There is a timely message of tolerance and forgiveness, but Ben-Hur is a poorly-constructed historical epic that fails to leave an impact.
Ben-Hur tells the story of Jerusalem prince Judah Ben-Hur (Jack Huston) and his adoptive brother, the Roman Messala Severus (Toby Kebbell). Growing up together, the two have formed a strong bond, with their parents hoping their relationship could bridge the two peoples together. However, Messala cannot shake the feeling that he doesn’t truly belong with the Ben-Hur family (in part, due to their different religious beliefs) and leaves one night to join the Roman army and see the world he’s only dreamed of.
Three years later, Messala returns to Jerusalem as a high-ranking officer and asks Judah for help in dealing with the zealots who strongly oppose the Roman Empire’s reign of oppression. Unbeknownst to Messala, Judah is secretly housing one of them in his home. This has life altering consequences for Judah when that zealot attempts to assassinate the Roman general Pontius Pilate (Pilou Asbaek) as the army marches its way through Jerusalem. Taking responsibility for the attack, Judah is sentenced to become a galley slave, while his mother and sister (Ayelet Zurer and Sofia Black D’Elia) are taken away to a presumed death. After five years as a slave, Judah escapes when his ship is destroyed, and he encounters the sheik Ilderim (Morgan Freeman), who agrees to help Judah get his revenge by training him to race Messala at the Roman circus.
The 2016 version of Ben-Hur is the fifth adaptation of the novel Ben-Hur: A Tale of the Christ; most famously, the 1959 edition starring Charlton Heston won a record 11 Academy Awards, including Best Picture. This modern take has been billed as a “reimagining” that aims to stay more true to the faith-based source material. There is a timely message of tolerance and forgiveness, but Ben-Hur is a poorly-constructed historical epic that fails to leave an impact.
One of the weakest elements of the film is the screenplay by Keith R. Clarke (The Way Back) and Oscar-winner John Ridley (12 Years A Slave). Just about all of the characters are thin sketches that fit basic archetypes in the story (i.e. Ilderim is the wise mentor) without receiving much development. In particular, the first act is rushed and fails to definitively establish the individuals and their dynamics, which prevents the various arcs from being as powerful as they could have been. The script could have benefitted from giving the narrative more time to breathe to flesh out the characters (most notably Judah and Messala) and make them more sympathetic. Clarke and Ridley rely heavily on formula without adding much to mix things up. Unlike the 1959 film, the Christianity element from the novel has a prominent role (Judah has interactions with Jesus), which is a double-edged sword. This aspect is a nice way of conveying the themes, but it comes across as too heavy-handed.
Due to the bare bones script, the cast doesn’t have much to work with. Most of the actors (Freeman and Kebbell especially) are solid in their parts, but Ben-Hur lacks a truly mesmerizing performance. He has had good turns in the past (see: Boardwalk Empire), but Huston seems miscast as Judah. He lacks the leading man charisma that is necessary to carry a historical epic such as this and mostly comes across as a blank slate. Having played villainous roles before in Dawn of the Planet of the Apes and Fantastic Four, Kebbell is in his wheelhouse as Messala, who is the film’s most interesting character. That said, Messala suffers from the screenplay’s shortcomings and Kebbell can only do so much to elevate the material. Others, such as Nazanin Boniadi as Judah’s wife Esther, barely register and have little to contribute.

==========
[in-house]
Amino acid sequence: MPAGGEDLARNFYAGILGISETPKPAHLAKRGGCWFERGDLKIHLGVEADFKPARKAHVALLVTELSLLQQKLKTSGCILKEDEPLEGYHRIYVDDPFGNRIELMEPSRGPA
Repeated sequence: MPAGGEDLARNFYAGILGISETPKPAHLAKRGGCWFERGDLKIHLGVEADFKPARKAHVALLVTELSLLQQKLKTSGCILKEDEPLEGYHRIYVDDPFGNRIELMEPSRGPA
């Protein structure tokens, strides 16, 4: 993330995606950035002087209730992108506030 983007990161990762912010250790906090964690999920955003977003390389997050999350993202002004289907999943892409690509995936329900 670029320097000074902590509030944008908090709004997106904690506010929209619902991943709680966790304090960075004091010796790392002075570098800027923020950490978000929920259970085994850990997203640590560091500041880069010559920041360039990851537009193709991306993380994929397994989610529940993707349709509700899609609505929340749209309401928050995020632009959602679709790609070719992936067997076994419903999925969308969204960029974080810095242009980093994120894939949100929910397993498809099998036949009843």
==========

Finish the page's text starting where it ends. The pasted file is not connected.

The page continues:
Ben-Hur also suffers on a technical level. Director Timur Bekmambetov (Wanted, Abraham Lincoln: Vampire Hunter) and director of photography Oliver Wood incorporate a healthy amount of extreme closeups and shaky cam for the set pieces, making the action borderline incomprehensible at times. In addition, there are sections of the film (including a lengthy sequence in Judah’s ship) that are shrouded in darkness and difficult to fully make out. The editing team of Dody Dorn, Richard Francis-Bruce, and Bob Murawski rely on quick cuts (particularly during the climactic chariot race), which only compounds the issues of the poor cinematography. Featuring more sweeping long shots would have given audiences a better chance to fully appreciate the work put into the grand finale (a majority of which was done practically) and help underscore a sense of awe and wonder.
The film is playing in 3D and IMAX 3D, and viewers interested in seeing Ben-Hur in the theater would be advised to stay away from the premium format if possible. As stated earlier, there are large chunks of the movie shot in darkness, and 3D only serves to exacerbate the dimly lit scenes. Save for a few point-of-view images, there’s very little that benefits from the technology to make Ben-Hur a more immersive experience. While portions of the chariot race (which is set during a sunny day) may look visually impressive on a larger screen, the movie as a whole does not warrant the extra cost for such a ticket.
In the end Ben-Hur is a poorly-constructed film that doesn’t have much to offer moviegoers. Its well-intentioned lessons of reconciliation and tolerance are undercut by a lacking script, run-of-the-mill performances, and an ill-conceived approach behind the camera. Anyone curious to see what a new spin on the classic tale looks like can wait for home media, and those who were on the fence can stay away. Ben-Hur doesn’t have much of merit, which makes it a hard film to recommend.
Ben-Hur is now playing in U.S. theaters. It runs 124 minutes and is rated PG-13 for sequences of violence and disturbing images.
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